Die Hard: A good day to ruin a franchise

Bruce Willis’s latest pyrotechnics extravaganza rides the wave of action-movie nostalgia, but seemingly takes its inspiration from the blandest of bland action vehicles.

Bruce Willis

Like the latest efforts of his fellow Expendables (Schwarzenegger in The Last Stand, Stallone in Bullet to the Head), Bruce Willis’s latest pyrotechnics extravaganza rides the wave of action-movie nostalgia that’s currently in vogue. Unlike those, however, it seemingly takes its inspiration from the blandest of bland action vehicles, full of moustache-twirling villains, cacophonous action, simplistic jingoism and hopelessly dated Cold War paranoia. It’s mid-level ’90s Jean-Claude Van Damme at best, dressed up in its CGI Sunday best to little avail. A Good Day to Die Hard’s most egregious sin is not how terrible and futile it is, but really how it manages to besmirch the name of a stone-cold classic in the process.

John McClane (Willis) is informed that his son Jack (Jai Courtney) is in a heap of trouble over in Russia and is facing the death penalty for unnamed charges. McClane takes some precious time off in order to get Jack out of trouble, only to find himself tearing down half of the city minutes after his arrival trying to protect the kid from bad guys.

It turns out that his son is actually working for the CIA and trying to protect a fallen politician’s secrets from some unsavoury characters, who may or may not want to use them to uncover a cache of plutonium hidden in the ruins of Chernobyl. Father and son must put their ill-defined differences aside and work together to save the world from certain destruction through well-placed one-liners (yes, he says “yipee-kay-yay”) and generalized destruction.

After the last installment’s harebrained hacker storyline, it would have been more than a little foolish to expect rich and rewarding storytelling from this incarnation, but evil Russians hoarding plutonium from Chernobyl? The plot is so generic that it seems culled from a demonstration screenplay one might find in cheap screenwriting software, and it hardly benefits from the trademark John McClane wit; 80% of Willis’ dialogue revolves around the running joke that he’s actually on vacation (and not supposed to be driving jeeps into planes or whatever the fuck else he does here), delivered in the tired, husky monotone Willis usually reserves for his (increasingly frequent) partnerships with 50 Cent. This isn’t the character from the beloved franchise (and the character, at this point, is really all that’s left); it’s just the same actor in the same bloodied tank top going through the motions.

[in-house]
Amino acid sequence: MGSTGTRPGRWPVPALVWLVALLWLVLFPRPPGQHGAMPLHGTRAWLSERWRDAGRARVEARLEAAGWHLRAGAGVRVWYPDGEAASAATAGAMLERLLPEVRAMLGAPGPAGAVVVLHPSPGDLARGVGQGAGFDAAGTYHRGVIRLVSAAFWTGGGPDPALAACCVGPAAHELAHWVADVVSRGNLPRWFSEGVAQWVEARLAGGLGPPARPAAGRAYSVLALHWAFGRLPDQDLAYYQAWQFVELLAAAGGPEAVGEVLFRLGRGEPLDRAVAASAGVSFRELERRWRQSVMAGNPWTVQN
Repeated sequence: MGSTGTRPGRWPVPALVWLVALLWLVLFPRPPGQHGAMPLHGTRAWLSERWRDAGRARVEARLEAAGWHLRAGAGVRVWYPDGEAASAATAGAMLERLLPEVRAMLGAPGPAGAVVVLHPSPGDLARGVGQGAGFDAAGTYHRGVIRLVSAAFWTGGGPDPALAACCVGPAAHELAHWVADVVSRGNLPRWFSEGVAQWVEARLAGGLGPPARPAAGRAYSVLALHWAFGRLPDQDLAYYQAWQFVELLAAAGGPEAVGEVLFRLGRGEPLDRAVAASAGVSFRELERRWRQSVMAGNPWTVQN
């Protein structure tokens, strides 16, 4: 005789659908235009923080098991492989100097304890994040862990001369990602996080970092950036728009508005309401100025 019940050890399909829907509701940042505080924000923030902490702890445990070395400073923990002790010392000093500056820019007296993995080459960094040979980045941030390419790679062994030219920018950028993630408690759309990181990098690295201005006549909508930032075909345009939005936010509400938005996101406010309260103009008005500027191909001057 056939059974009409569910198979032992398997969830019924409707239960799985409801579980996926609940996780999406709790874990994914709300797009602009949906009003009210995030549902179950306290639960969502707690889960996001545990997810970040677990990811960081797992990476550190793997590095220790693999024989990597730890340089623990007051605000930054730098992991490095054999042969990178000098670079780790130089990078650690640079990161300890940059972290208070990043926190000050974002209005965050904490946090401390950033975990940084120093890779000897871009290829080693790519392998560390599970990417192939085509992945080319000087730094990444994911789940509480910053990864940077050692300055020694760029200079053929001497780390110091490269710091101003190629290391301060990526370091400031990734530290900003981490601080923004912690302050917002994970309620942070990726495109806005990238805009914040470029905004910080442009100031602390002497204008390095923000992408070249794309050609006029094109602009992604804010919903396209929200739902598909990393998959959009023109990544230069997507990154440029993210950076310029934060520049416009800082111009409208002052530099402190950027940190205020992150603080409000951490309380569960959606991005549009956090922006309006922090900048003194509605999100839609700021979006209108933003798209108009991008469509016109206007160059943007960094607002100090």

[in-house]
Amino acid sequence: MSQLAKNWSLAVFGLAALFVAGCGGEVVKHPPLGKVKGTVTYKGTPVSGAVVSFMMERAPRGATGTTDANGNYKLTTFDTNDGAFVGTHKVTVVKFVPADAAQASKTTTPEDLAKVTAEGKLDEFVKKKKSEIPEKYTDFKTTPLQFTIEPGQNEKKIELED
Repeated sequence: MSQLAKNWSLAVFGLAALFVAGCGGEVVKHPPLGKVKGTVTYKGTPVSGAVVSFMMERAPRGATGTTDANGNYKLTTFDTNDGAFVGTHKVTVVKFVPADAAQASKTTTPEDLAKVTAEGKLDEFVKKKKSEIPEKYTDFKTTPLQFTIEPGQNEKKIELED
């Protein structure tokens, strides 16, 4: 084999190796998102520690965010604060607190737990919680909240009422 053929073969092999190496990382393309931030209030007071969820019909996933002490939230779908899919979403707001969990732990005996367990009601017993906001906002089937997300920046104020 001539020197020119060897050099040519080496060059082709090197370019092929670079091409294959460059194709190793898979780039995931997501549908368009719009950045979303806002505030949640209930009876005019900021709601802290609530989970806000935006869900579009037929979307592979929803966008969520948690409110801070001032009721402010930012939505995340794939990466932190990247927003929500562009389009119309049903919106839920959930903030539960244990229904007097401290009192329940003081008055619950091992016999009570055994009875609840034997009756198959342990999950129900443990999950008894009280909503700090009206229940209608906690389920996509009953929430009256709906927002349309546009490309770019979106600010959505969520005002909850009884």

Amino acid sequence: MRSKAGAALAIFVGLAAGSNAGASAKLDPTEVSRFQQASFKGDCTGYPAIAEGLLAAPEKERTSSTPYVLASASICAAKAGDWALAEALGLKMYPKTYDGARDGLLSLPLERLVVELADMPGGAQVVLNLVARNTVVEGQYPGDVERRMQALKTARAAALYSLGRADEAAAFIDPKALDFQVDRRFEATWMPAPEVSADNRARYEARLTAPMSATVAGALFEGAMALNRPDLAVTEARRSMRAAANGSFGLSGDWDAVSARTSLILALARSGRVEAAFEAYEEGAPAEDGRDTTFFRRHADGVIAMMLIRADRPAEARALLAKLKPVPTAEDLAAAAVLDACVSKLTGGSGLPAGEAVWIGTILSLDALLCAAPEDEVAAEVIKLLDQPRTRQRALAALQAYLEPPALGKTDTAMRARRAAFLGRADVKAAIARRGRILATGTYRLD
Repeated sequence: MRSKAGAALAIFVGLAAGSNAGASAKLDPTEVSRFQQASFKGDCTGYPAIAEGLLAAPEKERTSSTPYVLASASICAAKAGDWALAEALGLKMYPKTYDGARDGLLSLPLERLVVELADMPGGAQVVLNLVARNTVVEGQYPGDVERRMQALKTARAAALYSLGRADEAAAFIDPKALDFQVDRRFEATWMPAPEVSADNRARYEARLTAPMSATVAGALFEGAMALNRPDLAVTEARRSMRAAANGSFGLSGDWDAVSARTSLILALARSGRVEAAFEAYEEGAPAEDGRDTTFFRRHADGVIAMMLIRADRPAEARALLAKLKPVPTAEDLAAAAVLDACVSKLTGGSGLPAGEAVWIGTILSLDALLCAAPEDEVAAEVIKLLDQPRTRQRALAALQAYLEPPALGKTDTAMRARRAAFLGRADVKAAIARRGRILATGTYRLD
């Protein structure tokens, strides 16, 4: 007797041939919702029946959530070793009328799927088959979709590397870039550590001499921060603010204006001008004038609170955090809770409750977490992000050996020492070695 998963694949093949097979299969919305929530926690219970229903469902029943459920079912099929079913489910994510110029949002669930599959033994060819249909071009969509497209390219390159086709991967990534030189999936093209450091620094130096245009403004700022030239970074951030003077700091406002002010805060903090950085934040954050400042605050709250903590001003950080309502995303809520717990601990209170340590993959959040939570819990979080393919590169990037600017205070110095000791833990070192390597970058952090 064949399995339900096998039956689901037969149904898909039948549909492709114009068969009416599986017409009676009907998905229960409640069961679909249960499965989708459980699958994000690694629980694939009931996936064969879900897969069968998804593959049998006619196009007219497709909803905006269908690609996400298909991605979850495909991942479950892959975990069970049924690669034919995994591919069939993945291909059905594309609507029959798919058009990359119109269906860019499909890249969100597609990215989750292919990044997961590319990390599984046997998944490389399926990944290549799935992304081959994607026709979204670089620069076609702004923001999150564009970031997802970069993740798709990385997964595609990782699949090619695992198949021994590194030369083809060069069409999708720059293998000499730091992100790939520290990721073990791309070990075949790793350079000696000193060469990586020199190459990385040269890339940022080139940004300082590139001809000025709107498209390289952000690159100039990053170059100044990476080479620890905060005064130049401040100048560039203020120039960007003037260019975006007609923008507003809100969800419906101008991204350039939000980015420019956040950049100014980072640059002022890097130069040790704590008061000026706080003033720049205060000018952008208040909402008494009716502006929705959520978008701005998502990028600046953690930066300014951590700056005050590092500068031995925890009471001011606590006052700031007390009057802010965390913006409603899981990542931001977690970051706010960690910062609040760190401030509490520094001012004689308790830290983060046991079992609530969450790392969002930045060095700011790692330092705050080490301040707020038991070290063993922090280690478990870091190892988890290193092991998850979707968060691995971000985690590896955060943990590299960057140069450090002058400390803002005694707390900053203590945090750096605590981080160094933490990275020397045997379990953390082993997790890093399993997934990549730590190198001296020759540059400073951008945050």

The action is constant but frantic to the point of incoherence; only an opening car chase that turns into a mid-sized natural disaster veers away from the template of CGI fire and people crashing through windows. Courtney holds his own in the thankless second banana role, but truth be told, neither of the protagonists seem like the focus of the film. Instead we get generic Eurotrash baddies yelling instructions into walkie-talkies, exposition worthy of cell-phone videogames, tons of slow motion and dialogue about the greatness of America awkwardly shoehorned in. A Good Day to Die Hard is terrible, but it doesn’t even rise to the occasion of being a terrible Die Hard movie; it’s perfectly content being shitty on everyone else’s terms. ■

Alex Rose explores the worst of cinema on his podcast and blog, Why Does it Exist? @whydoesitblog on Twitter.

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